What happened

Shares of Hasbro (NASDAQ:HAS) trailed the market last month, shedding 11% compared with a 9% slump in the S&P 500, according to data provided by S&P Global Market Intelligence.

The drop pushed shares into modestly negative territory for the full year, down 11% compared with the market's 6% decline.

A woman and a girl shop for toys.

Image source: Getty Images.

So what

Hasbro didn't update investors on its sales trends last month, so much of the stock's decline likely had to do with the market's historic drop. It's last quarterly report, in late October, showed that the toy giant is still working through issues caused by the liquidation of Toys R Us, a key distributor. Revenue dropped to $3.1 billion over the past nine months from $3.6 billion in the year-ago period, and operating profit dove to $320 million, or 10% of sales, from $539 million, or 15% of sales.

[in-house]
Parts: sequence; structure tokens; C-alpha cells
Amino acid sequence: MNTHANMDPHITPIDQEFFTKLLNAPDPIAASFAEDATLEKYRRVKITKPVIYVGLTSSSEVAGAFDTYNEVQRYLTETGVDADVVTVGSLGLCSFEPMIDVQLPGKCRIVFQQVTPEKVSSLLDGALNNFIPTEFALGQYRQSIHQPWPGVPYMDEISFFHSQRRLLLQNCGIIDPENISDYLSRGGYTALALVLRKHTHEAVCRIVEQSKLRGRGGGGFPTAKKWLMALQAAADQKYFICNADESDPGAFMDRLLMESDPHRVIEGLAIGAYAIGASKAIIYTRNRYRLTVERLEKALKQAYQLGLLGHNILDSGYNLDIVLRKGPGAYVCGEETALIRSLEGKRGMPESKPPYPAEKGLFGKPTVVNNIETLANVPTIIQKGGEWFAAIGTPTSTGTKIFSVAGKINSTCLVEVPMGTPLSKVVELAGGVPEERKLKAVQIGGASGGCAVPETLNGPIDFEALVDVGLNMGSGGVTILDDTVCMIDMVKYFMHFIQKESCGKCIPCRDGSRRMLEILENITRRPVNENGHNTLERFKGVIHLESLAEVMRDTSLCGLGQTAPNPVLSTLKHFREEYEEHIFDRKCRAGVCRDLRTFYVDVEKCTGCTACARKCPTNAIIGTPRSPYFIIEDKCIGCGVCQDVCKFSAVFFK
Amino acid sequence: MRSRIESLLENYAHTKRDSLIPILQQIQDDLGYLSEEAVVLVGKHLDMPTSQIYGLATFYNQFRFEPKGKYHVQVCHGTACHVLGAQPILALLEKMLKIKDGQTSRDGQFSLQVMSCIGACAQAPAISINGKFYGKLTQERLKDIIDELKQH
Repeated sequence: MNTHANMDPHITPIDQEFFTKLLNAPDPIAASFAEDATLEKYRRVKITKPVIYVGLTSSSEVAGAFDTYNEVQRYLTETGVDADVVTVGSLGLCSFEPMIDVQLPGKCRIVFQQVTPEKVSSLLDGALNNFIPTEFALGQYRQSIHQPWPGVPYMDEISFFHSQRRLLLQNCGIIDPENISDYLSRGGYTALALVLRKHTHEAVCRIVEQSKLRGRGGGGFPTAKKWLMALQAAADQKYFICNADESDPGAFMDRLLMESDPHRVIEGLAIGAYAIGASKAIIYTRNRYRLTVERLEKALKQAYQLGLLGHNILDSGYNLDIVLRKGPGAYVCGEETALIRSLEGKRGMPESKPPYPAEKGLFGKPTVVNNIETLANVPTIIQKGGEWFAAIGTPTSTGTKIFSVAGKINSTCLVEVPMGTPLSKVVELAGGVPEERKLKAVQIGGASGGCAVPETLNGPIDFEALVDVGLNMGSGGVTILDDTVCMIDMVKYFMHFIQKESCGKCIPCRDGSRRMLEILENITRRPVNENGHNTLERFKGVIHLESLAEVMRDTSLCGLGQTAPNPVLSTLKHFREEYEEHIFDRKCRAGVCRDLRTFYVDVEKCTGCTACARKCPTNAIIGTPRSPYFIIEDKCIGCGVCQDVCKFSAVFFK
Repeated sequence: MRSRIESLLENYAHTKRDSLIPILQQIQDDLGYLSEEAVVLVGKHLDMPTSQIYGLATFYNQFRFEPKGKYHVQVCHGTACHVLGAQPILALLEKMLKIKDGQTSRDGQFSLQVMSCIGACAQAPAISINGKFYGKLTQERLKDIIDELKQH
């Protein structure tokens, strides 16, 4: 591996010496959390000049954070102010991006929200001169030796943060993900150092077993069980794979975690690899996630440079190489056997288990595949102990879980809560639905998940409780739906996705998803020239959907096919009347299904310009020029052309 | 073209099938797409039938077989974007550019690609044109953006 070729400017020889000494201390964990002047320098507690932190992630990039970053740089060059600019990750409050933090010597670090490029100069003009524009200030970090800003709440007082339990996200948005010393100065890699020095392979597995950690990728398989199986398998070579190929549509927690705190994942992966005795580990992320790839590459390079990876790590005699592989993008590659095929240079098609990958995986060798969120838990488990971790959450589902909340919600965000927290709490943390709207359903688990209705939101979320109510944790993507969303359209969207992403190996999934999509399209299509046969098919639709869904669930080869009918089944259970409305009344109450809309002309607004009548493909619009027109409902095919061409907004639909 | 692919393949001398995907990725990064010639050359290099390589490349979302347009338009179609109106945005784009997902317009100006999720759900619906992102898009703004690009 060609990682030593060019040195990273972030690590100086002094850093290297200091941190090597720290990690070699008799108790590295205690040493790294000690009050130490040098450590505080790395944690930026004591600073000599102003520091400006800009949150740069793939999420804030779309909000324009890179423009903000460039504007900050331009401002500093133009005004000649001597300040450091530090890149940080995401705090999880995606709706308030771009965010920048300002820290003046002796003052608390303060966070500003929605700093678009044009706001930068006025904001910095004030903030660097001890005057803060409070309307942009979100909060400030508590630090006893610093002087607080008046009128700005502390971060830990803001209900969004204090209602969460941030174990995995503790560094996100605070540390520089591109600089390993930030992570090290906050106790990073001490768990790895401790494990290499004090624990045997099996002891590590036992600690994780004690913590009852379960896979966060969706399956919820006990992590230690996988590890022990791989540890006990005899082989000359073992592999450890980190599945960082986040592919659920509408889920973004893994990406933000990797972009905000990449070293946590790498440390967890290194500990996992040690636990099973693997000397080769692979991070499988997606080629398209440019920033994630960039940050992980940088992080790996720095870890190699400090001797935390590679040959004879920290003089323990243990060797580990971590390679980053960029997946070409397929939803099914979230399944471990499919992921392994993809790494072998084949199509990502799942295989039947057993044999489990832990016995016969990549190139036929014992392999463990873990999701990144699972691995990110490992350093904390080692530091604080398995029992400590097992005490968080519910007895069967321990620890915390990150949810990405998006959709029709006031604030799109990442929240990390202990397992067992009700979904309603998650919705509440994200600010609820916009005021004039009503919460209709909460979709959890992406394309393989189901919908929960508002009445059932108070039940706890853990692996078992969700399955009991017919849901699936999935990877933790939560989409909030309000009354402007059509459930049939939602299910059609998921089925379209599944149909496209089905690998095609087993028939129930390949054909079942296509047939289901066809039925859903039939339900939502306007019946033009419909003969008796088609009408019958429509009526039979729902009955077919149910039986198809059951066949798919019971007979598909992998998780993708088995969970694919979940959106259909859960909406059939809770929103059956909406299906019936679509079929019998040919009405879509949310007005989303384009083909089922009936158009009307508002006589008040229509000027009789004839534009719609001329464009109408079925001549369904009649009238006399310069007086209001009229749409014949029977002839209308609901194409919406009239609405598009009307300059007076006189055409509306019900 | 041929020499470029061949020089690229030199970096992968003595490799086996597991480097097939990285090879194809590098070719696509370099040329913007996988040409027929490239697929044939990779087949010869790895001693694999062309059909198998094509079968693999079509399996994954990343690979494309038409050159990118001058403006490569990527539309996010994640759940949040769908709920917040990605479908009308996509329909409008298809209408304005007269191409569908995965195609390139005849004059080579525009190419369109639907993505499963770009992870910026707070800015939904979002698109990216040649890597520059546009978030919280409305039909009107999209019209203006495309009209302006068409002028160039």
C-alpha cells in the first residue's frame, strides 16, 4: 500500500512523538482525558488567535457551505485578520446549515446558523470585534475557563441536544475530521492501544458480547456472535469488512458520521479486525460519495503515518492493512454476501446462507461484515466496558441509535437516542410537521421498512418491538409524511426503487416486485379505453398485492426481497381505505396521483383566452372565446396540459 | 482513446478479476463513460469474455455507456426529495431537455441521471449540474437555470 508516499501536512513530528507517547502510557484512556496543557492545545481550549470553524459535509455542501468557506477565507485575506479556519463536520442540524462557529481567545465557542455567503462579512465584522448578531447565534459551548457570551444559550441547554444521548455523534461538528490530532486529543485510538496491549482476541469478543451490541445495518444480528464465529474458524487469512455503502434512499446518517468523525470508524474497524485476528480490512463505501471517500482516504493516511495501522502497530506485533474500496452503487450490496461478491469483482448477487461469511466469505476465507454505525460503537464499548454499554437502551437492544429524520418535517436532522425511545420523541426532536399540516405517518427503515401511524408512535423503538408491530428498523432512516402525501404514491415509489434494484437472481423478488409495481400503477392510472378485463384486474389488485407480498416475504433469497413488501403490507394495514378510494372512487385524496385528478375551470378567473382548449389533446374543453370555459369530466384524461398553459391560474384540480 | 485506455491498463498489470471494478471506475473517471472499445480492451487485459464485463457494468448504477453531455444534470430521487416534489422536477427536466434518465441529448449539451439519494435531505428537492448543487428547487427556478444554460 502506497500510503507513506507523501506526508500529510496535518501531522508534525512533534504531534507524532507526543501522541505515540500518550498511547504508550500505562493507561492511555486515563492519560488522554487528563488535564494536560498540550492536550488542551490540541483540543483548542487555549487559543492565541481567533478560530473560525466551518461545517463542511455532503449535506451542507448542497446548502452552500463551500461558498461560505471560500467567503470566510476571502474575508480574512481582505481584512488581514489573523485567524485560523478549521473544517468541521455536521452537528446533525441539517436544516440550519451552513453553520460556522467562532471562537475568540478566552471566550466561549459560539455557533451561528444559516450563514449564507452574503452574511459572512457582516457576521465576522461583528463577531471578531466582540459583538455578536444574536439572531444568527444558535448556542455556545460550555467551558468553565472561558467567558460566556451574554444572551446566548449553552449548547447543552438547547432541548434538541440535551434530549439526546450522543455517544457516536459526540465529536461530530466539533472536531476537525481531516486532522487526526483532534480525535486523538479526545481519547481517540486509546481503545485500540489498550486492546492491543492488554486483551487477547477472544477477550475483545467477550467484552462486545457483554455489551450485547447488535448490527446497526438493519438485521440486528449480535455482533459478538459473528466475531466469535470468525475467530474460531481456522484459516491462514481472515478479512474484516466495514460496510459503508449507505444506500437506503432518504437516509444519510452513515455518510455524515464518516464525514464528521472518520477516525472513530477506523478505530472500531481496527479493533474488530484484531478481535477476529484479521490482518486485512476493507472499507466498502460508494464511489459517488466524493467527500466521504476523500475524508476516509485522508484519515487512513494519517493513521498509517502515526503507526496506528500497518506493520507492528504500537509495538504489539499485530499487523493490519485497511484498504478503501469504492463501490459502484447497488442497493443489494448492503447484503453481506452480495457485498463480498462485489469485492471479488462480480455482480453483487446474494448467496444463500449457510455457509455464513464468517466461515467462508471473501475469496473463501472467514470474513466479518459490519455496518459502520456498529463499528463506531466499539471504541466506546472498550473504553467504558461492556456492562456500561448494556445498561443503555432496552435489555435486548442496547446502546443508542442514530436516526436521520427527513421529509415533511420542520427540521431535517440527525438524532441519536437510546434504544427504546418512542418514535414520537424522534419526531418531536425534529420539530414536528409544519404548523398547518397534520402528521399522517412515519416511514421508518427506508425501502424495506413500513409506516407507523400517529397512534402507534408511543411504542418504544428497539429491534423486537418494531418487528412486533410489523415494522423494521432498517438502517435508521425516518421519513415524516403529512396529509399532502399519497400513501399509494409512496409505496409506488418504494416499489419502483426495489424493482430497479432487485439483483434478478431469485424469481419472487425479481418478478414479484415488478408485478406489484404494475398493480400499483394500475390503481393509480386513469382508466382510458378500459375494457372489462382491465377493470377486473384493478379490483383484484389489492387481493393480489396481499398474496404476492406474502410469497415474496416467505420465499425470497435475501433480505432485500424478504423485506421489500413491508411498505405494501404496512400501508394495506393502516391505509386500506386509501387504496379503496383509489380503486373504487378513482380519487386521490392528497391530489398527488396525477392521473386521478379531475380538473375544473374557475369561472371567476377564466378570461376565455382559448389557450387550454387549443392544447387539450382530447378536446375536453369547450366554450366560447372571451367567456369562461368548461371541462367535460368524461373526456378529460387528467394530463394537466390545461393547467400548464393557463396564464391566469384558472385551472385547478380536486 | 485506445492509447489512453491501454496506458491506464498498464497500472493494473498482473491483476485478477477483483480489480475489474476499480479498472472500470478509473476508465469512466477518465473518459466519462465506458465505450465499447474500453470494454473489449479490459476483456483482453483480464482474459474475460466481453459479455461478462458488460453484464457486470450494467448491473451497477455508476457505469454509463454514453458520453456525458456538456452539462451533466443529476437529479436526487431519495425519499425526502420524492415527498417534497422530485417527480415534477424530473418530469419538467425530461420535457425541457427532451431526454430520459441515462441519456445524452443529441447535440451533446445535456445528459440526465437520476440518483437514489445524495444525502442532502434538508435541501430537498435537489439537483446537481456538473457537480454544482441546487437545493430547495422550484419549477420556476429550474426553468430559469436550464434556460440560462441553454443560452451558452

Now what

The operating decline should be short-lived as Hasbro quickly shifts to other partners to distribute its toys and games. CEO Brian Goldner recently told investors that a "growing array of retailers" were seeking its products for the key holiday shopping season.

Investors are still nervous that the industry disruption could open the door to new rivals including Amazon. But for now, the focus will be on how well the company performed over the holidays when it reports year-end results in early February.

John Mackey, CEO of Whole Foods Market, an Amazon subsidiary, is a member of The Motley Fool's board of directors. Demitrios Kalogeropoulos owns shares of Amazon and Hasbro. The Motley Fool owns shares of and recommends Amazon and Hasbro. The Motley Fool has a disclosure policy.